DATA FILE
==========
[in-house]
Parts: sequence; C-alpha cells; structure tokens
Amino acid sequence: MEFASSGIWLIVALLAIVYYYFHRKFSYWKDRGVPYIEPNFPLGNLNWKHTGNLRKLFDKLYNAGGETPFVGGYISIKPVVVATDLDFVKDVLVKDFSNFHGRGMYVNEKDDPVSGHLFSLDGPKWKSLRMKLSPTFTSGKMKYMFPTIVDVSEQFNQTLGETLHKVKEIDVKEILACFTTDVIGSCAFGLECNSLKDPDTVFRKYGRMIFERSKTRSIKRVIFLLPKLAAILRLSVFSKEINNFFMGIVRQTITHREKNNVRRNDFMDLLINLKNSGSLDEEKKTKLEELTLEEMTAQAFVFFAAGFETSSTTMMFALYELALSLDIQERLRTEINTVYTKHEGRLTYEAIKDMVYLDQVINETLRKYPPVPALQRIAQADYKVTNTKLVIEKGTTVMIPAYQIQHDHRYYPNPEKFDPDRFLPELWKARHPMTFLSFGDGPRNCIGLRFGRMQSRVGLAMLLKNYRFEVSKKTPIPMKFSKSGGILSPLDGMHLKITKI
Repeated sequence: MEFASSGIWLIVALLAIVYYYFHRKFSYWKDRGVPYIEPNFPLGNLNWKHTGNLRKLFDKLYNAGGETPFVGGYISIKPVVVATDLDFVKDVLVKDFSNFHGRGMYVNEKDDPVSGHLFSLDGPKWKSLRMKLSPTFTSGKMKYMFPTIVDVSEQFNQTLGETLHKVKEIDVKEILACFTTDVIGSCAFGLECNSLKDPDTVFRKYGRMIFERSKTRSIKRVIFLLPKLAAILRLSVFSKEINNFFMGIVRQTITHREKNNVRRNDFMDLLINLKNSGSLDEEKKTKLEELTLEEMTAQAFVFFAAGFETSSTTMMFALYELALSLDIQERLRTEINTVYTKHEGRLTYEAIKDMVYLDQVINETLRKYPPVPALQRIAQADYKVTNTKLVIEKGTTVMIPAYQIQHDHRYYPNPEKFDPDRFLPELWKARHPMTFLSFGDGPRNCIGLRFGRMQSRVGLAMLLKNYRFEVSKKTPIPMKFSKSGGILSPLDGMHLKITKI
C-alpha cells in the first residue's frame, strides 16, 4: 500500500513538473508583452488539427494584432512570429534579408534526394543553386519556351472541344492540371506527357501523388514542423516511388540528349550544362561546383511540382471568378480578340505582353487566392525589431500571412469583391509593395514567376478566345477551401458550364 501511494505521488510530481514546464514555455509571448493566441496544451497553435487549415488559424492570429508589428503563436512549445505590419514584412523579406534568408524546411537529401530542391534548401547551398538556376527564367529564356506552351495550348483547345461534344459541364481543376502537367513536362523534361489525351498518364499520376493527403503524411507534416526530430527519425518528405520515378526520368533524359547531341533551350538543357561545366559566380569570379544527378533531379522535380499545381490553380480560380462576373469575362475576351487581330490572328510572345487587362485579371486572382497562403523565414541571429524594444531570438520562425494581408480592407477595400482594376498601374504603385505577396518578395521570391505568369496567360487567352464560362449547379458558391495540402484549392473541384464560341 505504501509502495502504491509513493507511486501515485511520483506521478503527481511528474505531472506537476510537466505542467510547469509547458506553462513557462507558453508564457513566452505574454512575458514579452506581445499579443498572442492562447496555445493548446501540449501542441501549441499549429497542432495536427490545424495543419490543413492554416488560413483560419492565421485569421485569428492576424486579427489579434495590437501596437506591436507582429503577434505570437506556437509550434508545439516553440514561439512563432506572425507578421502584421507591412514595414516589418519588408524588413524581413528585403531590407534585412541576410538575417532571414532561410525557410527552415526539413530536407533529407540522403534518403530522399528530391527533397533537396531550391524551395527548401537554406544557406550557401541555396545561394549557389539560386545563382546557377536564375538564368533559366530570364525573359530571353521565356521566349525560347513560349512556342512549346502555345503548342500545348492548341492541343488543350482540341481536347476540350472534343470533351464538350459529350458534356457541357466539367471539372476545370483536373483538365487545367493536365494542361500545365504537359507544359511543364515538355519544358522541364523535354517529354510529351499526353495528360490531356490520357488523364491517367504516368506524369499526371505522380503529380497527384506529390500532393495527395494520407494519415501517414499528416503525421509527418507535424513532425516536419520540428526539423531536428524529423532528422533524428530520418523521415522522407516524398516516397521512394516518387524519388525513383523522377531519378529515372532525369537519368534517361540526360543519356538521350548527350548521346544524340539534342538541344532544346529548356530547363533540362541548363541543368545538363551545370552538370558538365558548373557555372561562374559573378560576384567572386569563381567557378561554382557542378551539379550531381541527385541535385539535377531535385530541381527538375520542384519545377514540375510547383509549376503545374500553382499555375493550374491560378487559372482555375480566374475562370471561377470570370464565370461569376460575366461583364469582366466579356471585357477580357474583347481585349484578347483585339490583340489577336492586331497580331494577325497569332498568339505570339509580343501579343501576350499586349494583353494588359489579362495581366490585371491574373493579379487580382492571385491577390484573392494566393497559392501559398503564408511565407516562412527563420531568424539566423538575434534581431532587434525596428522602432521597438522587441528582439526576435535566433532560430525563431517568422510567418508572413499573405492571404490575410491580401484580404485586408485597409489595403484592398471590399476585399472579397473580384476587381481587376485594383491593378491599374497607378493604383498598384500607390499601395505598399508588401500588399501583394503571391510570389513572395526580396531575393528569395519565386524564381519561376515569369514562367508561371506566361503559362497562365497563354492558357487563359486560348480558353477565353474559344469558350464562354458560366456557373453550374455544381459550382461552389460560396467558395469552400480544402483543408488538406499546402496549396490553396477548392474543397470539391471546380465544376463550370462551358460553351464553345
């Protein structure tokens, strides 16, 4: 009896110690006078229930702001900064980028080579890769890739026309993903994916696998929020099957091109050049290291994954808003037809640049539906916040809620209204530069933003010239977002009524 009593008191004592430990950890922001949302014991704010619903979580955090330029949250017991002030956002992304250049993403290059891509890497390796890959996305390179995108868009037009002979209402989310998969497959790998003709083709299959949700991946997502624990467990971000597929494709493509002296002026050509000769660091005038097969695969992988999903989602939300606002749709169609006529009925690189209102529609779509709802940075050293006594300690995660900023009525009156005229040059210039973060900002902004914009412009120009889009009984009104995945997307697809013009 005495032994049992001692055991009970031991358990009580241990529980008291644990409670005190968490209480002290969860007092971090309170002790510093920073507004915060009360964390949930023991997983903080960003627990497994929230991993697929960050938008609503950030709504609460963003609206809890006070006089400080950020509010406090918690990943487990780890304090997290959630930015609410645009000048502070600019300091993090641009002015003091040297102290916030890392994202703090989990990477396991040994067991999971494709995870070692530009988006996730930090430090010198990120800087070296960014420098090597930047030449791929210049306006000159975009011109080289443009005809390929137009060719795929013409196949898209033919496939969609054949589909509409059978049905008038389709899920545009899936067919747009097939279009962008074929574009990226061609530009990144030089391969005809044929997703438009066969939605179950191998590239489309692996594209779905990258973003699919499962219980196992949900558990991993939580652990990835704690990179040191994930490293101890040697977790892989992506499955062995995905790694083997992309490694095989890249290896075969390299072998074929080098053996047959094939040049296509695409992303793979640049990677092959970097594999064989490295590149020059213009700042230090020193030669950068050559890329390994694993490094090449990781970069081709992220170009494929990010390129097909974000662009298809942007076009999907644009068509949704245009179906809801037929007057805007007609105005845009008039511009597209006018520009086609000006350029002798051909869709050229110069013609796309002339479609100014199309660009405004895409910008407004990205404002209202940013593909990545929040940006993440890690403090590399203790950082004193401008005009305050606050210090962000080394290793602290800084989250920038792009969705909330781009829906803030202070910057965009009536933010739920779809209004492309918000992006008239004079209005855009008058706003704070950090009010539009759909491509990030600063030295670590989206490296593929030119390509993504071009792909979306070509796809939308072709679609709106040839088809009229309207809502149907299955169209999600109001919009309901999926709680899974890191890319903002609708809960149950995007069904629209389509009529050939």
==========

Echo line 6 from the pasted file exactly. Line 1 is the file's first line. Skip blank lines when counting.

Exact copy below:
């Protein structure tokens, strides 16, 4: 009896110690006078229930702001900064980028080579890769890739026309993903994916696998929020099957091109050049290291994954808003037809640049539906916040809620209204530069933003010239977002009524 009593008191004592430990950890922001949302014991704010619903979580955090330029949250017991002030956002992304250049993403290059891509890497390796890959996305390179995108868009037009002979209402989310998969497959790998003709083709299959949700991946997502624990467990971000597929494709493509002296002026050509000769660091005038097969695969992988999903989602939300606002749709169609006529009925690189209102529609779509709802940075050293006594300690995660900023009525009156005229040059210039973060900002902004914009412009120009889009009984009104995945997307697809013009 005495032994049992001692055991009970031991358990009580241990529980008291644990409670005190968490209480002290969860007092971090309170002790510093920073507004915060009360964390949930023991997983903080960003627990497994929230991993697929960050938008609503950030709504609460963003609206809890006070006089400080950020509010406090918690990943487990780890304090997290959630930015609410645009000048502070600019300091993090641009002015003091040297102290916030890392994202703090989990990477396991040994067991999971494709995870070692530009988006996730930090430090010198990120800087070296960014420098090597930047030449791929210049306006000159975009011109080289443009005809390929137009060719795929013409196949898209033919496939969609054949589909509409059978049905008038389709899920545009899936067919747009097939279009962008074929574009990226061609530009990144030089391969005809044929997703438009066969939605179950191998590239489309692996594209779905990258973003699919499962219980196992949900558990991993939580652990990835704690990179040191994930490293101890040697977790892989992506499955062995995905790694083997992309490694095989890249290896075969390299072998074929080098053996047959094939040049296509695409992303793979640049990677092959970097594999064989490295590149020059213009700042230090020193030669950068050559890329390994694993490094090449990781970069081709992220170009494929990010390129097909974000662009298809942007076009999907644009068509949704245009179906809801037929007057805007007609105005845009008039511009597209006018520009086609000006350029002798051909869709050229110069013609796309002339479609100014199309660009405004895409910008407004990205404002209202940013593909990545929040940006993440890690403090590399203790950082004193401008005009305050606050210090962000080394290793602290800084989250920038792009969705909330781009829906803030202070910057965009009536933010739920779809209004492309918000992006008239004079209005855009008058706003704070950090009010539009759909491509990030600063030295670590989206490296593929030119390509993504071009792909979306070509796809939308072709679609709106040839088809009229309207809502149907299955169209999600109001919009309901999926709680899974890191890319903002609708809960149950995007069904629209389509009529050939």